October 10, 2019 | Scientific Articles | No Comments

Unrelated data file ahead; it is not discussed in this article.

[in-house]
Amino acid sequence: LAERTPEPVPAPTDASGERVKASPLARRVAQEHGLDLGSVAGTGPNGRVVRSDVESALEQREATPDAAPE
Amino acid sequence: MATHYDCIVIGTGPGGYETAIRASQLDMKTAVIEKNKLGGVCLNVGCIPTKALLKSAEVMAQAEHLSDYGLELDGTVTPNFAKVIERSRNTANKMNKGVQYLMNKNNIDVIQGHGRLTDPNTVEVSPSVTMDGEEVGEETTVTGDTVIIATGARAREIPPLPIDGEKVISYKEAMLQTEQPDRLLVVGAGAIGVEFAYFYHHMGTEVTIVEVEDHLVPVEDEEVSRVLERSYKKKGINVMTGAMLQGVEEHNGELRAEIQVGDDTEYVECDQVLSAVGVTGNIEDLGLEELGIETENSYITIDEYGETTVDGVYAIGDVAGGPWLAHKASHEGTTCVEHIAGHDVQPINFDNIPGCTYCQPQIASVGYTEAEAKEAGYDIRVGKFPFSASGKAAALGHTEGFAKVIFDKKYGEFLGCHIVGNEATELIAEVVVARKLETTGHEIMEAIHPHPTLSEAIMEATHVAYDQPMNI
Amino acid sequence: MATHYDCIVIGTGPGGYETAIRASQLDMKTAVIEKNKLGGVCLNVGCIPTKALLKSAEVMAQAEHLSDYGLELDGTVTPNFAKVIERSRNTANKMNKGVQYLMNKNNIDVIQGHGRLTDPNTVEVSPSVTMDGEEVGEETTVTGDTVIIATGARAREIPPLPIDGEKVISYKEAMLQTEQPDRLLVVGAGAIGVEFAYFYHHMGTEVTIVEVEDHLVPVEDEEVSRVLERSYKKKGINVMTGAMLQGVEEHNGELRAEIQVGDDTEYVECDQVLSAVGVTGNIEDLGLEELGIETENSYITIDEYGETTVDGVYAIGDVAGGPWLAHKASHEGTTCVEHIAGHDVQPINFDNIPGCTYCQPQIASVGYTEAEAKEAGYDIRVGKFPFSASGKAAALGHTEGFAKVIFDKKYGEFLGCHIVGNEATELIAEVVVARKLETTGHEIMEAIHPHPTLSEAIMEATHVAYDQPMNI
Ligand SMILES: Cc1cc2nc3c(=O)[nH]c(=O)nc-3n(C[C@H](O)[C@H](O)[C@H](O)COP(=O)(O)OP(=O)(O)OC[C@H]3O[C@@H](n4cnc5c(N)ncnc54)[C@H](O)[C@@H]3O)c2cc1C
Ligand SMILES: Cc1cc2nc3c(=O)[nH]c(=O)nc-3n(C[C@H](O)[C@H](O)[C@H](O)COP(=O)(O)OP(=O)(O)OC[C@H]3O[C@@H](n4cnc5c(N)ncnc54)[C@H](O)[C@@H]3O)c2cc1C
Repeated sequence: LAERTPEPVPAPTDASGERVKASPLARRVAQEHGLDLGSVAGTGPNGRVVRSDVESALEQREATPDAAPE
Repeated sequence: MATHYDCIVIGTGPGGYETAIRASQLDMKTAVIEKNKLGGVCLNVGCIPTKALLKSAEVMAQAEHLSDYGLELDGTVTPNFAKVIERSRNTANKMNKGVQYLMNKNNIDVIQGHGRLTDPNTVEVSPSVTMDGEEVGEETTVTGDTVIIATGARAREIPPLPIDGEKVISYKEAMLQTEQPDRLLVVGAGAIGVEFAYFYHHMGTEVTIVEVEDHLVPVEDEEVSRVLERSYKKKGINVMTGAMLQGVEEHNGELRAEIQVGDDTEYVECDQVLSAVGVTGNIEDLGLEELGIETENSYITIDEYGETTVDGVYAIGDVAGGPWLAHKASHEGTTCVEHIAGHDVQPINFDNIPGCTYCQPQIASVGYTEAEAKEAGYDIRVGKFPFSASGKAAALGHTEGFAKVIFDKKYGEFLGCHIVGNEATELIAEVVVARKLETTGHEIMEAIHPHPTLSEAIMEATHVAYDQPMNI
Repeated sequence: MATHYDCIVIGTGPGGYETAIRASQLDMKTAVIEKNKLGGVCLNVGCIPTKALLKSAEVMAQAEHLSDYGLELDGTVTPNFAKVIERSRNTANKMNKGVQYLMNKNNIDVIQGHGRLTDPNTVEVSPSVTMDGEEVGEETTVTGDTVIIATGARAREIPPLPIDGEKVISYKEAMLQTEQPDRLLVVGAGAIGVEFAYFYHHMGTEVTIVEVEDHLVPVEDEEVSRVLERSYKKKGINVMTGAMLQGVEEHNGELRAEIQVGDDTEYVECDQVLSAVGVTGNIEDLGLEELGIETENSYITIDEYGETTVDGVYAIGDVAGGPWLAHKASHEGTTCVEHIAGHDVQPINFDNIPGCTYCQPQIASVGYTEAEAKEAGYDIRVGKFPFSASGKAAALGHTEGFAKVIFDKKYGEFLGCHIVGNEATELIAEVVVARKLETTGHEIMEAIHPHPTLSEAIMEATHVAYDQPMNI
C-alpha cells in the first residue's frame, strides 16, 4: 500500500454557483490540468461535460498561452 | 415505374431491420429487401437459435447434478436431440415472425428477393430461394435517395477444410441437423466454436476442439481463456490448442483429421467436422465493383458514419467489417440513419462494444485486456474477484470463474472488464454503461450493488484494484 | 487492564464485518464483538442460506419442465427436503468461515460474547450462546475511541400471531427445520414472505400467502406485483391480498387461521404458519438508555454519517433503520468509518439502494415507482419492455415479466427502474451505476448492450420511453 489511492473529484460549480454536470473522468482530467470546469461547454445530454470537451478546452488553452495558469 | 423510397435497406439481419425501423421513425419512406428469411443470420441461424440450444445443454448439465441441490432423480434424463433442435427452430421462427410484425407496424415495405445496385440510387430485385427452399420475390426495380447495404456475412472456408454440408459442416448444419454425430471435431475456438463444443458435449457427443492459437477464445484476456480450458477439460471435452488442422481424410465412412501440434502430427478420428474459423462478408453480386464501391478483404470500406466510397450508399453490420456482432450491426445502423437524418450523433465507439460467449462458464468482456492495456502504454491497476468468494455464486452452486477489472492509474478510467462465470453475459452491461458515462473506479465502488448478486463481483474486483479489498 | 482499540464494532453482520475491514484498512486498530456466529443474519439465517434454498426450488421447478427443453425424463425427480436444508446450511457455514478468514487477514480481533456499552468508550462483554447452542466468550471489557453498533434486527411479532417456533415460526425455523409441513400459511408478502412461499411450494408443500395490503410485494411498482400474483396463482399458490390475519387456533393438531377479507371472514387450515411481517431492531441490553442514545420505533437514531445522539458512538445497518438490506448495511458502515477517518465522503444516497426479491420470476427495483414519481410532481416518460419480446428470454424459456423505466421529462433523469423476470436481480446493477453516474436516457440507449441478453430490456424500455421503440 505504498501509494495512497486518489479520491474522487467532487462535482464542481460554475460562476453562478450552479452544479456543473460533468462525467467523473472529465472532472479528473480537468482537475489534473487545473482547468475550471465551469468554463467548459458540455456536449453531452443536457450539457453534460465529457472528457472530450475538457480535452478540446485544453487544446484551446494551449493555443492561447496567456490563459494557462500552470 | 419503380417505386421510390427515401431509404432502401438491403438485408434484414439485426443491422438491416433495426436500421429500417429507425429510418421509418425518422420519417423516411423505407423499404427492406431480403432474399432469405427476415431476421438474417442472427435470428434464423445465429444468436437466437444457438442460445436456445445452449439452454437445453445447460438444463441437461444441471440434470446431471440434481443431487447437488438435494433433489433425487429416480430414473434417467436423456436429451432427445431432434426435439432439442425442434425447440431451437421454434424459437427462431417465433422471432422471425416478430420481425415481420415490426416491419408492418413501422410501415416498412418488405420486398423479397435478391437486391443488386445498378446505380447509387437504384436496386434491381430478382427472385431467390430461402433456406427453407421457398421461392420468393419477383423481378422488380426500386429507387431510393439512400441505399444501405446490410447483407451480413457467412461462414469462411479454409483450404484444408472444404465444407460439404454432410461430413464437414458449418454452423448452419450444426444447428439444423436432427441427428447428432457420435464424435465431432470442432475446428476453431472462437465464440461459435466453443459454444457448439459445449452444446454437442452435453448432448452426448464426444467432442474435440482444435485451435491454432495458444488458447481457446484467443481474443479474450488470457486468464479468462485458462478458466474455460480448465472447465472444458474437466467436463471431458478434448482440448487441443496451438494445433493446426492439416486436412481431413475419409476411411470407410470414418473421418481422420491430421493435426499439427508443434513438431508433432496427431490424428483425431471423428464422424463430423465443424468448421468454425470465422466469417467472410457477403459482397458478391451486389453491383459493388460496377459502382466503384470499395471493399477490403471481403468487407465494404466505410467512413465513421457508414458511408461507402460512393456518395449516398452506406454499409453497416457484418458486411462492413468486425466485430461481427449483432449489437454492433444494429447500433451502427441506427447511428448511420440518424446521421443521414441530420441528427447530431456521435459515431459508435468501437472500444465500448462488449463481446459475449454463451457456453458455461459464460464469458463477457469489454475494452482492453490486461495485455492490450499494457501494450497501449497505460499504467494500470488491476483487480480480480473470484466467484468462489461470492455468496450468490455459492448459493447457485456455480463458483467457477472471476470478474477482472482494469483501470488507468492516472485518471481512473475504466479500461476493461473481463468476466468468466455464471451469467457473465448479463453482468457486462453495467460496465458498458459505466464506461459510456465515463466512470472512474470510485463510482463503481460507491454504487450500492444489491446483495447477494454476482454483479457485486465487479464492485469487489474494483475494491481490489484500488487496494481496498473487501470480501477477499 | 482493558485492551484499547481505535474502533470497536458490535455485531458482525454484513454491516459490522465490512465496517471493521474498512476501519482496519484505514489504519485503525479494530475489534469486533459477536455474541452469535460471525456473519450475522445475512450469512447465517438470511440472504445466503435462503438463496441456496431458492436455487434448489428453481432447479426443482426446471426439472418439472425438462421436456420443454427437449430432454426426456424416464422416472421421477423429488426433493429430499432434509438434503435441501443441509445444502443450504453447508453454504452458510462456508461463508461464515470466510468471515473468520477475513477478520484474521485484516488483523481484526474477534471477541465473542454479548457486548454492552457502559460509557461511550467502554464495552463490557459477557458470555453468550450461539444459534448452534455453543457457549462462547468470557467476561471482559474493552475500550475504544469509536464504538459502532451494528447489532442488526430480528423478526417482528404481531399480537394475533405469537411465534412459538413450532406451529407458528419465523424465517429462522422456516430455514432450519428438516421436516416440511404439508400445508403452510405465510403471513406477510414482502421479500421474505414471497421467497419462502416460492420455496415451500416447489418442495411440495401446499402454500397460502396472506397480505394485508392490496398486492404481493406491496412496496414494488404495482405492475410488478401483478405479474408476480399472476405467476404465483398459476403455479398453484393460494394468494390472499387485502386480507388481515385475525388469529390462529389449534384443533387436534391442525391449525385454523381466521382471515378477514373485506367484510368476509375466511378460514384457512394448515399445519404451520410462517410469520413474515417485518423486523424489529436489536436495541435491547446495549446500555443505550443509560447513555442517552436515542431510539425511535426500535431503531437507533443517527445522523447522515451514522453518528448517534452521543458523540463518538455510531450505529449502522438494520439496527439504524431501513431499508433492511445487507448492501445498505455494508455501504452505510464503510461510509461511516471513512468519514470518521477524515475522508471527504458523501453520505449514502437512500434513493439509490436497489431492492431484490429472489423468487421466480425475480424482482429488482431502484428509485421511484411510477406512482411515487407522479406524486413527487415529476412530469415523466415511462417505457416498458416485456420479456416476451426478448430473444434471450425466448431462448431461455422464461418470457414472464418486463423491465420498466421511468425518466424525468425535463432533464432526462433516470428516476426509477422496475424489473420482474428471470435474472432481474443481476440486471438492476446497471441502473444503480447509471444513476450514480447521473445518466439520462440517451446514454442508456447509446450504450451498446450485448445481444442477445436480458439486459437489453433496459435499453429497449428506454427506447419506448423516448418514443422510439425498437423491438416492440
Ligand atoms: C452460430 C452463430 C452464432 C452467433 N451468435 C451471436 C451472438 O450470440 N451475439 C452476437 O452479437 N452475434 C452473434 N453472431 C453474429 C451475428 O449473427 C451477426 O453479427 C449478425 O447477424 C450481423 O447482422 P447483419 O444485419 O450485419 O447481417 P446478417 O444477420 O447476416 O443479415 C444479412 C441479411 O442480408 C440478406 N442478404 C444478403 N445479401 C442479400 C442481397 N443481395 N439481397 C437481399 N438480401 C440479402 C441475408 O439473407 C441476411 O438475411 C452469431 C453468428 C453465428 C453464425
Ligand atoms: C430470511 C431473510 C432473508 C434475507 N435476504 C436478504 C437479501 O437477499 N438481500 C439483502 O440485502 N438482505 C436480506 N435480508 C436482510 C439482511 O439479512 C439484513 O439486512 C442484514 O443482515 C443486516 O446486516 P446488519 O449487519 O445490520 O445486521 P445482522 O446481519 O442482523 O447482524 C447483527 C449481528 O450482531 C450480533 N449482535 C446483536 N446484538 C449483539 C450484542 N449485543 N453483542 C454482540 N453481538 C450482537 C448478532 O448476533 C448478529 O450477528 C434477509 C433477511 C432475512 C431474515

The chronic administration of disulfiram (DS) to rats resulted in significant decrease of synaptosomal Ca2+, Mg(2+)-ATPase activity. In vitro studies indicated that DS (ID50 = 20 microM) produced a dose-dependent inhibition of Ca2+, Mg(2+)-ATPase. However, diethyldithio-carbamate, a metabolite of DS, failed to modify Ca2+, Mg(2+)-ATPase activity, implying that the decrease in ATPase activity in DS administered rats was due to the effect of parent compound. The DS-mediated inhibition (48%) of ATPase activity was comparable with a similar degree of inhibition (49%) achieved by treating the synaptosomal membranes with N-ethylmaleimide (ID50 = 20 microM) in vitro. Furthermore, the inhibition by DS was neither altered by washing the membranes with EGTA nor reversed by treatment with sulfhydryl reagents such as GSH or dithiothreitol. About 74% and 68% decrease of synaptosomal Ca2+, Mg(2+)-ATPase specific activity was observed when treated with DS (30 microM) and EGTA (100 microM) respectively. The remaining 25-30% of total activity is suggested to be of Mg(2+)-dependent ATPase activity. This indicates that both these drugs may act on a common target, calmodulin component that represents 70-75% of total Ca2+, Mg(2+)-ATPase activity. Therefore, DS-mediated modulation of synaptosomal Ca2+, Mg(2+)-ATPase activity could affect its function of maintaining intracellular Ca2+ concentration. This could contribute to the deleterious effects on CNS.